Queen Juliana, accompanied by Prince Bernhard, travelled to the Binnenhof in a Golden Coach on 15 December 1954 to sign the Charter for the Kingdom in the Ridderzaal. This meant a new relationship between the Netherlands, Surinam and the Netherlands Antilles, in which the overseas territories were given an equal place in the Kingdom. The countries in De West, as the Caribbean part of the Kingdom was often called, were to be given full self-determination in terms of their internal affairs, in addition to willingness to provide mutual assistance on an equal footing.
In her speech, Juliana said that the Charter was the result of a development that led to the definitive abolition of colonial relations. No journalist or politician remarked that for this milestone the queen might have done better to use another carriage than the Golden Coach with the panel 'Homage to the Colonies'. Archibald Currie, Prime Minister of Suriname, hoped that the Statute "under the inspiring leadership of the House of Orange, to which the Surinamese people are so attached, will be a victory for the entire population of the Kingdom". Efrain Jonkheer, Prime Minister of the Netherlands Antilles, praised the Dutch love of freedom.
The Polygoon newsreelof that week showed the arrival of the carriage at the Binnenhof, with the commentary voice saying: "the army command had done well to deploy a few Surinamese soldiers who serve in various units of the royal army". With serious faces, they saluted the Queen.
The Statute was the fulfilment of a promise made by Queen Wilhelmina in a radio address on 7 December 1942 from London. She spoke of a national union in which the Netherlands, Indonesia, Surinam and Curaçao "will participate together, while each will look after its own internal affairs in independence and relying on its own strength, but with the will to assist one another". Wilhelmina added: "I know that no political unity and alliance can last without the voluntary acceptance and loyalty of the vast majority of the citizenry".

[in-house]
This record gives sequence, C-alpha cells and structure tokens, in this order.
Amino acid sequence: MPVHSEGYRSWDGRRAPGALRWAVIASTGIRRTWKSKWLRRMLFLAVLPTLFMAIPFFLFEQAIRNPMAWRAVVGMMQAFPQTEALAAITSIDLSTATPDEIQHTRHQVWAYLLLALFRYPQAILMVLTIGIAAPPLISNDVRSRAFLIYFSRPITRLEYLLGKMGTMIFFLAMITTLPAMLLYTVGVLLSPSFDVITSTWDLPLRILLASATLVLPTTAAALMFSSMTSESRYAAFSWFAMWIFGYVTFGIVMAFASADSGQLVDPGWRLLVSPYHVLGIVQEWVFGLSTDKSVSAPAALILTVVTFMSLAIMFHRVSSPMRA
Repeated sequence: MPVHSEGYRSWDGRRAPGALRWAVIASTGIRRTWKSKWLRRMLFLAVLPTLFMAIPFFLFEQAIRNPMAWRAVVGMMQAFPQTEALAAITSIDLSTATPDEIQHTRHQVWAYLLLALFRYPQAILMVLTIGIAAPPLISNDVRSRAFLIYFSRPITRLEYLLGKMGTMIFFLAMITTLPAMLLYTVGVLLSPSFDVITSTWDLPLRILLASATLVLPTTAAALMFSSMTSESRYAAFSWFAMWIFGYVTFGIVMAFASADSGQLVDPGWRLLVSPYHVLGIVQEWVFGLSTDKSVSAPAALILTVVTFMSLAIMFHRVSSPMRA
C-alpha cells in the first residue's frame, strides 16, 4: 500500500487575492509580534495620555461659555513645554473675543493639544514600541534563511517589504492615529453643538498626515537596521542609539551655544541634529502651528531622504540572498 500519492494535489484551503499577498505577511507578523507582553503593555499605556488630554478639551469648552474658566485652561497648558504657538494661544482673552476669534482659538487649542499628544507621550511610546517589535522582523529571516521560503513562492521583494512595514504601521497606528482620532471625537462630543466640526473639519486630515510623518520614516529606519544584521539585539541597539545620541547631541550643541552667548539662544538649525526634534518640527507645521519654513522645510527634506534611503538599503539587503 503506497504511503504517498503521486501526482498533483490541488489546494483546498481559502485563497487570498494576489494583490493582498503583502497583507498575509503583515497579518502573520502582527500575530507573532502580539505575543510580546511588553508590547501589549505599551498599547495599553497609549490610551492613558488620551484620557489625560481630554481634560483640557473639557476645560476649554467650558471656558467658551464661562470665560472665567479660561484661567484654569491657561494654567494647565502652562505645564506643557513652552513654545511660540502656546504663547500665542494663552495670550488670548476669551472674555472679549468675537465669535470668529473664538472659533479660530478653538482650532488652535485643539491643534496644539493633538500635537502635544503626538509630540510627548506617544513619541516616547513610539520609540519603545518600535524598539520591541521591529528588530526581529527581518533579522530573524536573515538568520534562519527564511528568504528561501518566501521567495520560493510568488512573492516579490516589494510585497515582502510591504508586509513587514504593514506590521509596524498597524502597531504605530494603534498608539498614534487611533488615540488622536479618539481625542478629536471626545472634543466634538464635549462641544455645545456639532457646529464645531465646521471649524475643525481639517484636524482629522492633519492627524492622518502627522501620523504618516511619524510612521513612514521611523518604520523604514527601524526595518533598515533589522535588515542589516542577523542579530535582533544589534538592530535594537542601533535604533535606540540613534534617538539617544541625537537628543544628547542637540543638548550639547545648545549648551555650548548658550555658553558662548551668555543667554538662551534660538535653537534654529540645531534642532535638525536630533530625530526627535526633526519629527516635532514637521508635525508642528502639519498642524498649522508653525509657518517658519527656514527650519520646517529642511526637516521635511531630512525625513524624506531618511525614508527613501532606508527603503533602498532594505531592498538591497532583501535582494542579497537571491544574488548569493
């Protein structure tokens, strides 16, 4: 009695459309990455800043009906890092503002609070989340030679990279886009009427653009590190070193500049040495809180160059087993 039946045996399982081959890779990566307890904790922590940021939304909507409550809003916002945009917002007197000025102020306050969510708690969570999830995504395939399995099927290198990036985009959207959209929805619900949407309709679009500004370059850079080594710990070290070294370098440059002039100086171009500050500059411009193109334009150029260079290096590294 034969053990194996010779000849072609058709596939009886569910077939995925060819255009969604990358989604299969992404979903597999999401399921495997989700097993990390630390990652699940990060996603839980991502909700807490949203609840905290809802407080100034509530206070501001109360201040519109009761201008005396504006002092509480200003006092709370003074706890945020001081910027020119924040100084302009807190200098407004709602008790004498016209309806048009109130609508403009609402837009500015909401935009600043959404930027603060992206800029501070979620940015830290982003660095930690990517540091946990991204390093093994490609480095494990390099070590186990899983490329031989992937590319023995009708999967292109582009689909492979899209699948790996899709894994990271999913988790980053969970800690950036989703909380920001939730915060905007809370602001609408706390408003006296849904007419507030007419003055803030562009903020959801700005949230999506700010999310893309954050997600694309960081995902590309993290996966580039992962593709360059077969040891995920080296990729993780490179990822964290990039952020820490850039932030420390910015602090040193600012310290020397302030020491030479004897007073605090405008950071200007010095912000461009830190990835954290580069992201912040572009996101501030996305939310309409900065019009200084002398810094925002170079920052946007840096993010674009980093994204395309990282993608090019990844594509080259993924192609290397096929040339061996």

This voluntary acceptance did not apply to Indonesia in the meantime, which was completely separated from the Netherlands after a violent war of independence. The Statute of 1954 had not come about without a struggle. The Second World War had accelerated the pursuit of greater autonomy in Curaçao and Surinam. The western part of the Kingdom of the Netherlands had been the only unoccupied part. After the war, decolonisation processes started worldwide. The Netherlands wanted to keep the overseas territories in a Union. During several round table conferences in Willemstad and Paramaribo the text of the Statute was negotiated, which was accepted in the course of 1954. A number of Surinamese activists and organisations living in the Netherlands, including the Ons Suriname association and Wie Eegie Sani, published a manifesto against the draft Statute. But it came.
Since then, much has changed. In 1986, Aruba was granted 'separate status', its own position within the Kingdom. In 2010, the Netherlands Antilles was abolished and Curaçao and Sint Maarten became independent countries within the Kingdom. The Kingdom currently consists of four countries: The Netherlands, Aruba, Curaçao and Sint Maarten. The Caribbean part of the Kingdom also comprises three 'special municipalities': Bonaire, Sint Eustatius and Saba. King Willem-Alexander is the head of state of the entire Kingdom. The Statute remains in force despite these changes. Since 1954, 15 December has been Kingdom Day. Kingdom buildings are flown, but it is not an official holiday. In 2008, Naturalisation Day (on which new Dutch citizens receive their citizenship) was moved to 15 December.
"The love for the Kingdom as a whole, the sum of its constituent four countries, (is) not self-evident at the present juncture, not here (in Curaçao), not in Aruba and Sint Maarten, not in Bonaire, St Eustatius and Saba and certainly not in the European Netherlands either", said Vice-President of the Council of State of the Kingdom, Thom de Graaf in a speech on the eve of the 65th anniversary of the Charter. De Graaf noted that from the mid-sixties to the end of the eighties, the idea was certainly prevalent in the Netherlands that independence under international law would form the obvious final element in the process of decolonisation. That the perspective of independence had disappeared on Aruba and on the other islands. Also in The Hague, people realised that the ties with the islands would not be severed. However, the relationship remains fraught with tension.